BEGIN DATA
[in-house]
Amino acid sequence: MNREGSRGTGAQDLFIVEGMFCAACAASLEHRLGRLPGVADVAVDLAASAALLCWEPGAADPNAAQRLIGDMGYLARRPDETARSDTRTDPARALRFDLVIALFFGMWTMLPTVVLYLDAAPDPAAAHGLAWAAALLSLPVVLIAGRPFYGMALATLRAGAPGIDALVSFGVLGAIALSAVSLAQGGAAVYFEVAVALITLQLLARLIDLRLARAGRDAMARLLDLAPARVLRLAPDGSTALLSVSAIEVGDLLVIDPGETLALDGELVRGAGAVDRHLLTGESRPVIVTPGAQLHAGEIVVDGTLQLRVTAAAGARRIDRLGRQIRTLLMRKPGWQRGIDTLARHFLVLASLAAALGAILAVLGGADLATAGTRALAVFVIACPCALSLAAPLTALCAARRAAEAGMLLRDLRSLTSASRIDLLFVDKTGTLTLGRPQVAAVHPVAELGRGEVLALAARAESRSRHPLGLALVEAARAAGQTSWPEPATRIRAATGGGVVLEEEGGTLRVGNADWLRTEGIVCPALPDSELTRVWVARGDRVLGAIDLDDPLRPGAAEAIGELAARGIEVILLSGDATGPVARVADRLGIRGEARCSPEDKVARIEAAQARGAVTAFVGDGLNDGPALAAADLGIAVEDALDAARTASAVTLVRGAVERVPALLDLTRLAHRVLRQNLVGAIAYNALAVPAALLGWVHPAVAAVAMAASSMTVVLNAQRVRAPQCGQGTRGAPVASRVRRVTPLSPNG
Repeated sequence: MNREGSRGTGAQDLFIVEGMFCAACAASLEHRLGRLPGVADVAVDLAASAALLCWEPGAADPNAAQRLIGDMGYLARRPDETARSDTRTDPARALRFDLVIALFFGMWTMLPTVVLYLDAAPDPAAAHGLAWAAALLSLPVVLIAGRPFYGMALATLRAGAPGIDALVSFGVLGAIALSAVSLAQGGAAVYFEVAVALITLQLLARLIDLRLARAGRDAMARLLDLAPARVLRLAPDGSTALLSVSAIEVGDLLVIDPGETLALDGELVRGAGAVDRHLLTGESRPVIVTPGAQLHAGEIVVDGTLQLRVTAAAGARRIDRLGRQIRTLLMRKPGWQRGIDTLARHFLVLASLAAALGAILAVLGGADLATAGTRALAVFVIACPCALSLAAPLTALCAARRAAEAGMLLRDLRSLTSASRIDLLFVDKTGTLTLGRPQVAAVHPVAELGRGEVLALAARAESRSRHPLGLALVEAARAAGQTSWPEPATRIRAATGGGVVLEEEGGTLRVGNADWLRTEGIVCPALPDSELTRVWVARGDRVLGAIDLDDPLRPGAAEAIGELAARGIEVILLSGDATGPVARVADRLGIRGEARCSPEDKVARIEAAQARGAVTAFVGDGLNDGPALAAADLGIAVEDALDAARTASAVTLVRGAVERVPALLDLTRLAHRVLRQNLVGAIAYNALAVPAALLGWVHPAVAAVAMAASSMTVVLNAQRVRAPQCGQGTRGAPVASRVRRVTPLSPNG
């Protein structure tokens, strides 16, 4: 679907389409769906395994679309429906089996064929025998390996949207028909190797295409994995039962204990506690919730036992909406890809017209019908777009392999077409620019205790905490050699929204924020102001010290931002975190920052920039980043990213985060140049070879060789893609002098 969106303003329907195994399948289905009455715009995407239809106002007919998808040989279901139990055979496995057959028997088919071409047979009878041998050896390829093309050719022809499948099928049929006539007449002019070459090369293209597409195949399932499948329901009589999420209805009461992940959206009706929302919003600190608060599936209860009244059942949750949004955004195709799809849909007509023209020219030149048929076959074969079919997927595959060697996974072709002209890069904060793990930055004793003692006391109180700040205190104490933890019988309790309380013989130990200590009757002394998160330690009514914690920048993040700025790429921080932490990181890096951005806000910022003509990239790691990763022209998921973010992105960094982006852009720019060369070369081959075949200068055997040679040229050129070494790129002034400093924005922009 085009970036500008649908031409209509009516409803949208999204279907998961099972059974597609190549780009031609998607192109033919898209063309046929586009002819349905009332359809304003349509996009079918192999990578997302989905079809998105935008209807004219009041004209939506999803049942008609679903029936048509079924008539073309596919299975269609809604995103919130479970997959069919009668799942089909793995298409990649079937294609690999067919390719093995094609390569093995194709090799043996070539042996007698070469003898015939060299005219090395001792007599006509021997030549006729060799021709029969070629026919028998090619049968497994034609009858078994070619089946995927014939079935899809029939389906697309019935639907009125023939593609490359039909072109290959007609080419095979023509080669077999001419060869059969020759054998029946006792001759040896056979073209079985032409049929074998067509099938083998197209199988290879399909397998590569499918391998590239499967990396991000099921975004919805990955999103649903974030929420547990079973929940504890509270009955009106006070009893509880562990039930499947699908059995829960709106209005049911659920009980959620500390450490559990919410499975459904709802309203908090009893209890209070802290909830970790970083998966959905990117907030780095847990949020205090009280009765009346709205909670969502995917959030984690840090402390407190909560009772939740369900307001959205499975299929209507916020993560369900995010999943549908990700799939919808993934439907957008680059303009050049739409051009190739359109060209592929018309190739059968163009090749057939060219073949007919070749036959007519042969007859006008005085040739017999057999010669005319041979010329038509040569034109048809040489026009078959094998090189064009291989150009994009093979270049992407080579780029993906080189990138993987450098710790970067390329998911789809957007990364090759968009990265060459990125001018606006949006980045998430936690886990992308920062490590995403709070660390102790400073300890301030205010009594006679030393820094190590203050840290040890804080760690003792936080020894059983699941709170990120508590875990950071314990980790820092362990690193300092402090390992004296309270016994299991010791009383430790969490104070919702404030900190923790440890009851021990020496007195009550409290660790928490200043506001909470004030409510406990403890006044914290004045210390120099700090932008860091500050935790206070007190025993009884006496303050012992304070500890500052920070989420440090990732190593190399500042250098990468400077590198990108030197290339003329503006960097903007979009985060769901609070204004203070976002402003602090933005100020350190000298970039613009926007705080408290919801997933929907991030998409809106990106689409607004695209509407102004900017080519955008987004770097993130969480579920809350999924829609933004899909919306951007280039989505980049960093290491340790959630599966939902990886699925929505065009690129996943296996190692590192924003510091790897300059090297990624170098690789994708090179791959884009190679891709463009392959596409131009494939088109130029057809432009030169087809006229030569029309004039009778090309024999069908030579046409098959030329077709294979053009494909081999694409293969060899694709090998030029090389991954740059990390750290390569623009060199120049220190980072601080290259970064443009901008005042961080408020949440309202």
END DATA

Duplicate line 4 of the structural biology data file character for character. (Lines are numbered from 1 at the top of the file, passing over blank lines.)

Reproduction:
């Protein structure tokens, strides 16, 4: 679907389409769906395994679309429906089996064929025998390996949207028909190797295409994995039962204990506690919730036992909406890809017209019908777009392999077409620019205790905490050699929204924020102001010290931002975190920052920039980043990213985060140049070879060789893609002098 969106303003329907195994399948289905009455715009995407239809106002007919998808040989279901139990055979496995057959028997088919071409047979009878041998050896390829093309050719022809499948099928049929006539007449002019070459090369293209597409195949399932499948329901009589999420209805009461992940959206009706929302919003600190608060599936209860009244059942949750949004955004195709799809849909007509023209020219030149048929076959074969079919997927595959060697996974072709002209890069904060793990930055004793003692006391109180700040205190104490933890019988309790309380013989130990200590009757002394998160330690009514914690920048993040700025790429921080932490990181890096951005806000910022003509990239790691990763022209998921973010992105960094982006852009720019060369070369081959075949200068055997040679040229050129070494790129002034400093924005922009 085009970036500008649908031409209509009516409803949208999204279907998961099972059974597609190549780009031609998607192109033919898209063309046929586009002819349905009332359809304003349509996009079918192999990578997302989905079809998105935008209807004219009041004209939506999803049942008609679903029936048509079924008539073309596919299975269609809604995103919130479970997959069919009668799942089909793995298409990649079937294609690999067919390719093995094609390569093995194709090799043996070539042996007698070469003898015939060299005219090395001792007599006509021997030549006729060799021709029969070629026919028998090619049968497994034609009858078994070619089946995927014939079935899809029939389906697309019935639907009125023939593609490359039909072109290959007609080419095979023509080669077999001419060869059969020759054998029946006792001759040896056979073209079985032409049929074998067509099938083998197209199988290879399909397998590569499918391998590239499967990396991000099921975004919805990955999103649903974030929420547990079973929940504890509270009955009106006070009893509880562990039930499947699908059995829960709106209005049911659920009980959620500390450490559990919410499975459904709802309203908090009893209890209070802290909830970790970083998966959905990117907030780095847990949020205090009280009765009346709205909670969502995917959030984690840090402390407190909560009772939740369900307001959205499975299929209507916020993560369900995010999943549908990700799939919808993934439907957008680059303009050049739409051009190739359109060209592929018309190739059968163009090749057939060219073949007919070749036959007519042969007859006008005085040739017999057999010669005319041979010329038509040569034109048809040489026009078959094998090189064009291989150009994009093979270049992407080579780029993906080189990138993987450098710790970067390329998911789809957007990364090759968009990265060459990125001018606006949006980045998430936690886990992308920062490590995403709070660390102790400073300890301030205010009594006679030393820094190590203050840290040890804080760690003792936080020894059983699941709170990120508590875990950071314990980790820092362990690193300092402090390992004296309270016994299991010791009383430790969490104070919702404030900190923790440890009851021990020496007195009550409290660790928490200043506001909470004030409510406990403890006044914290004045210390120099700090932008860091500050935790206070007190025993009884006496303050012992304070500890500052920070989420440090990732190593190399500042250098990468400077590198990108030197290339003329503006960097903007979009985060769901609070204004203070976002402003602090933005100020350190000298970039613009926007705080408290919801997933929907991030998409809106990106689409607004695209509407102004900017080519955008987004770097993130969480579920809350999924829609933004899909919306951007280039989505980049960093290491340790959630599966939902990886699925929505065009690129996943296996190692590192924003510091790897300059090297990624170098690789994708090179791959884009190679891709463009392959596409131009494939088109130029057809432009030169087809006229030569029309004039009778090309024999069908030579046409098959030329077709294979053009494909081999694409293969060899694709090998030029090389991954740059990390750290390569623009060199120049220190980072601080290259970064443009901008005042961080408020949440309202």